A recently released report from the Australian Institute of Health and Welfare (AIHW) says 10% of Australian pregnancies are affected by diabetes. About 1% are women with diabetes which started before becoming pregnant and 8.9% women developed gestational diabetes, a type of diabetes that develops only during pregnancy.
In round terms that’s 40,500 pregnant women that will develop gestational diabetes each year.
The report also found that pregnant women with gestational diabetes were more likely to require caesareans, have their labour induced, and suffer pre-eclampsia and gestational hypertension.
Gestational diabetes usually manifests itself usually between the 24th and 28th week of pregnancy.
For most women it’s a temporary situation and they will return to normal after their baby is born, but in some cases, it will become a permanent condition.
After winning the 400-metre event at the 2000 Sydney Olympics, Cathy Freeman became a household name, receiving wall-to-wall coverage for her athletic prowess.
A paragon of health and well-being, one wouldn’t have figured her as a candidate for diabetes but whilst pregnant with her first child she discovered she had developed gestational diabetes.
Associate Professor Graham Jones, an Australian Clinical Biochemist and pathologist, comments on the cause of gestational diabetes:
‘The exact mechanisms remain uncertain, however there is a resistance to the action of insulin (the key hormone which controls blood sugar levels) which becomes worse during pregnancy, combined with an inability of the pancreas to secrete enough insulin.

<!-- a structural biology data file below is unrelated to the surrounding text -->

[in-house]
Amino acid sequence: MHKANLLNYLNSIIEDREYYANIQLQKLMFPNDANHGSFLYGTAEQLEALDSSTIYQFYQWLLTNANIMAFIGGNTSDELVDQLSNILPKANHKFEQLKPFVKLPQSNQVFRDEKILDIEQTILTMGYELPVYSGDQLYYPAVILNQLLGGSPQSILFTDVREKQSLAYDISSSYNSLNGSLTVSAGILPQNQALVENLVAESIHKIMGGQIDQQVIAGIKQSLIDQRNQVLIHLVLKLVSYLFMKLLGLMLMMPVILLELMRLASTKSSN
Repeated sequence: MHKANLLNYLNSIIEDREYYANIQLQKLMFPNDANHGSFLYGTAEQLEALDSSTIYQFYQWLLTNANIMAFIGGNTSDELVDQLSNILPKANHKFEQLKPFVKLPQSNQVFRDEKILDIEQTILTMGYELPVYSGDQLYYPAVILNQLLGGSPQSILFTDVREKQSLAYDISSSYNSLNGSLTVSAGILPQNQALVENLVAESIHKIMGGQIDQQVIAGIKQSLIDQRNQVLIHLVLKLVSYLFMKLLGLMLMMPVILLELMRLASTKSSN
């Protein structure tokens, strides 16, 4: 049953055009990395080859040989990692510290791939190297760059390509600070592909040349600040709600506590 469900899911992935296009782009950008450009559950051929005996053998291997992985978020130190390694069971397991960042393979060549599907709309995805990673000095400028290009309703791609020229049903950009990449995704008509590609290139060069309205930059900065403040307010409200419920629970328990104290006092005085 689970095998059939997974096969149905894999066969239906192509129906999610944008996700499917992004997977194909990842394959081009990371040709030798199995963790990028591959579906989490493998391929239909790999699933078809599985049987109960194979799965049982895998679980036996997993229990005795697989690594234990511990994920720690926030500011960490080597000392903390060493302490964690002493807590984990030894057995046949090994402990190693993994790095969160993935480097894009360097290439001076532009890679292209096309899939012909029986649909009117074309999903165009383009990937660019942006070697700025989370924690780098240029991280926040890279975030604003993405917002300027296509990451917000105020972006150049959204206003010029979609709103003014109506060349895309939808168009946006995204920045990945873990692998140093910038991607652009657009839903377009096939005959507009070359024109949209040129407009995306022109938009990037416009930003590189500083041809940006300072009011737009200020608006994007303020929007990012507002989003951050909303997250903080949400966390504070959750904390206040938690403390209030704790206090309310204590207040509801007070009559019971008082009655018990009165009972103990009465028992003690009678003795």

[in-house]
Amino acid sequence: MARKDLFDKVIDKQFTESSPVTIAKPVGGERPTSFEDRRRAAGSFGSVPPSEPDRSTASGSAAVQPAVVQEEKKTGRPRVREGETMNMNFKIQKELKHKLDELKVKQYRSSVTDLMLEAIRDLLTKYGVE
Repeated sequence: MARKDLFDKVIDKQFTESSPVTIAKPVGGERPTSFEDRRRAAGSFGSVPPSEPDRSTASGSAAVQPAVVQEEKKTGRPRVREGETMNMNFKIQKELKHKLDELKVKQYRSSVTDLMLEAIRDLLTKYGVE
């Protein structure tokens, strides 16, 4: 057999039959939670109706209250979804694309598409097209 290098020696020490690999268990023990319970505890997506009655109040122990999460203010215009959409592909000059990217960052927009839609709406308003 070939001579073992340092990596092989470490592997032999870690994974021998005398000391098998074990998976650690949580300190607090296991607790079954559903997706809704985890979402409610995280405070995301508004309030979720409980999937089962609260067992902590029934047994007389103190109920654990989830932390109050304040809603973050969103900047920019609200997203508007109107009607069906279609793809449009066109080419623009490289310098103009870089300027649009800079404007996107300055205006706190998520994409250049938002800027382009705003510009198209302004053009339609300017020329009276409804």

‘And especially if your body already struggles with insulin resistance, you may develop gestational diabetes.’
And because gestational diabetes is a condition which can sneak up on a woman despite enjoying robust health, guidelines from the Australian Diabetes in Pregnancy Society (ADIPS) recommend that pregnant women should be tested for gestational diabetes between weeks 24 and 28 of their pregnancy.
The test should be taken earlier by pregnant women at increased risk of developing diabetes.
There is an extensive list of risk factors, which include:
- Having gestational diabetes in a previous pregnancy
- being 40 years of age or older
- having a family history of type 2 diabetes
- having a mother or sister who has had gestational diabetes
- being above the healthy weight range
- being of Aboriginal and Torres Strait Islander backgrounds
- being of Melanesian, Polynesian, Chinese, Southeast Asian, Middle Eastern or Indian background
- history of polycystic ovarian syndrome
How to test for gestational diabetes
The test for gestational diabetes is called the oral glucose tolerance test (OGTT) which requires you to fast overnight, after which a blood sample will be taken. You will then be asked to drink a sugary solution and be tested one, and two hours after the drink. The test is designed to see how your body responds to this challenge.
If the blood glucose levels are above the normal range at any of the three stages of testing, the results indicate you have gestational diabetes.
If you are found to have gestational diabetes, your clinician will be able to direct you on the best course of action, which may include a healthy eating plan, regular activity and the continued monitoring of your blood sugar levels.
While most women will return to normal blood glucose levels after pregnancy, there is an increased risk of ongoing diabetes and for developing type 2 diabetes in the future. The ADIPS guidelines recommend a routine OGTT 6 – 12 weeks after delivery.